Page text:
Those are venomous snakes we're talking about. There aren't any stats about how many pet snake bites happen because the majority of them are so minor, they're never reported. Far more kids are killed by attacks from family dogs than from pet snakes. Admittedly, part of the reason snake bites are less frequent is that fewer people own pet snakes than pet dogs, but the majority of pet snakes aren't capable of causing serious harm.
Popularly kept snakes, like corn snakes, king snakes and ball pythons, have extremely small, sharp teeth. A bite from one of them leaves tiny pin pricks that heal practically overnight. A snake bite may bleed a lot because snake saliva contains anticoagulants, but it only looks scary. You're not going to need to go get stitches or reconstructive surgery from a ball python bite.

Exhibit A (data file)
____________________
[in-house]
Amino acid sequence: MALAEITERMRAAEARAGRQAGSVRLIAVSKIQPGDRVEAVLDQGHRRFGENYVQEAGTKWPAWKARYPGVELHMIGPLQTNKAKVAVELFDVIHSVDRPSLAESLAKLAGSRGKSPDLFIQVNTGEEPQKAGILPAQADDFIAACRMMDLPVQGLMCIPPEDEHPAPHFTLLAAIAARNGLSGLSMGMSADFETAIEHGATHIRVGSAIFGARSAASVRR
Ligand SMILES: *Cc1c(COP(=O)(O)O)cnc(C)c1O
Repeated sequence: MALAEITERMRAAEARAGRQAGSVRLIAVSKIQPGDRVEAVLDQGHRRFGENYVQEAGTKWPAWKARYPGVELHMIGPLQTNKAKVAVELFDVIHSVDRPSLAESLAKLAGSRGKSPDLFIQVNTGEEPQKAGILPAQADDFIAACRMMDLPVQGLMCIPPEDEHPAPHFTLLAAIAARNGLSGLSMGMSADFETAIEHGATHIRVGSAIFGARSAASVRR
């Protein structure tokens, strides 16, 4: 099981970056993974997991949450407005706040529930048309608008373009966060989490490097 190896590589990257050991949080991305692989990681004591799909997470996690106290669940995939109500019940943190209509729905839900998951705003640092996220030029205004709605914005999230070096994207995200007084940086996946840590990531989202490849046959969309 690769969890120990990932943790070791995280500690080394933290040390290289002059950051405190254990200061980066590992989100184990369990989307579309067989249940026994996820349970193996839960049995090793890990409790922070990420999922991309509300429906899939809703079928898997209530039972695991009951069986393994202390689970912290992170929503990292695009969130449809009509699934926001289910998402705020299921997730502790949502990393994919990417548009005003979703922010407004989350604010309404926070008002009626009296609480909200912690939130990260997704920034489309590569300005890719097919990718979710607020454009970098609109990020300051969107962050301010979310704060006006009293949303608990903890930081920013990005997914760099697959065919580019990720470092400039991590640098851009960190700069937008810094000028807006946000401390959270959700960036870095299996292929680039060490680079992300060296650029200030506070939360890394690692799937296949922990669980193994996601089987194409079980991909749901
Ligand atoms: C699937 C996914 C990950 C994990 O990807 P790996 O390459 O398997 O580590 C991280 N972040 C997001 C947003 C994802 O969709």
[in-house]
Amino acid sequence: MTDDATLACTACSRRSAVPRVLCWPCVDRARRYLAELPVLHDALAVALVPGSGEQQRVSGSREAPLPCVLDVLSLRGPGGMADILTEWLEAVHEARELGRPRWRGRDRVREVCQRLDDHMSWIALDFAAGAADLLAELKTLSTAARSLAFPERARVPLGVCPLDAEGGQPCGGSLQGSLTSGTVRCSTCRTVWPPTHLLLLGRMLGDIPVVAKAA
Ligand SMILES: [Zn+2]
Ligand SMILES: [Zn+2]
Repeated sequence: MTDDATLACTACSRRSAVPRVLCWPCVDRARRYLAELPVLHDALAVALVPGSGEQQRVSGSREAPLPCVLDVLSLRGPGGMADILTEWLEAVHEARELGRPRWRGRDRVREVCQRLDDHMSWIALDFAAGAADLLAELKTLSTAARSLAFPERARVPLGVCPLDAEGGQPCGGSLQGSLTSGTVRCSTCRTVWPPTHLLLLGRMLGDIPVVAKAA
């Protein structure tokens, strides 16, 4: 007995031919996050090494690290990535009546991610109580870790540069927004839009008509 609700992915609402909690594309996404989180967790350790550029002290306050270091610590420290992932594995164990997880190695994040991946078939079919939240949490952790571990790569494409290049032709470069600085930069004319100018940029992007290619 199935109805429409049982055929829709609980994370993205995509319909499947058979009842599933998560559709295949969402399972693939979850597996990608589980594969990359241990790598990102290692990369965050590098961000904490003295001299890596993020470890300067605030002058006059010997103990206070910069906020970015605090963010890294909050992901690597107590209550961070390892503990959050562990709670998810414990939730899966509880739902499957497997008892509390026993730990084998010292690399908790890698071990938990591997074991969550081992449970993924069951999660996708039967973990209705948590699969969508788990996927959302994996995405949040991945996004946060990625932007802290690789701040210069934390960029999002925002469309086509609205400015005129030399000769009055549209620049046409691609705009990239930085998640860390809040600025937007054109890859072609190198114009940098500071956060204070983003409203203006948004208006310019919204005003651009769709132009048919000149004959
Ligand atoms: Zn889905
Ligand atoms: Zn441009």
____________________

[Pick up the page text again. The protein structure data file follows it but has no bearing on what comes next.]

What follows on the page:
The idea that snakes are unpredictable isn't true, either. Most people just haven't learned how to interpret a snake's body language. There are only two reasons a snake will bite you: It thinks you are food, or it thinks you're trying to eat them. Most of these bites occur when you're initially taking the snake out of its enclosure. Order a cheap snake hook, and the risk of getting bitten drops to practically zero.
And They're Way Less Expensive Than Owning a Dog
There are a few reasons a pet snake might need a visit to the vet, but annual checkups and vaccinations aren't a part of the package. They also eat much less, don't need trips to the groomer and won't need expensive surgery after eating an entire tennis ball.
Their enclosures can be as simple or elaborate as you want, but setting up a basic snake enclosure can be done for less than $200. Replacing the snake's bedding is cheap, and there's not much else you'll have to buy on a regular basis.
They Don’t Destroy Furniture or Make Messes
Cleaning a pet snake's enclosure can be messy, but aside from that, they're a mess-free pet.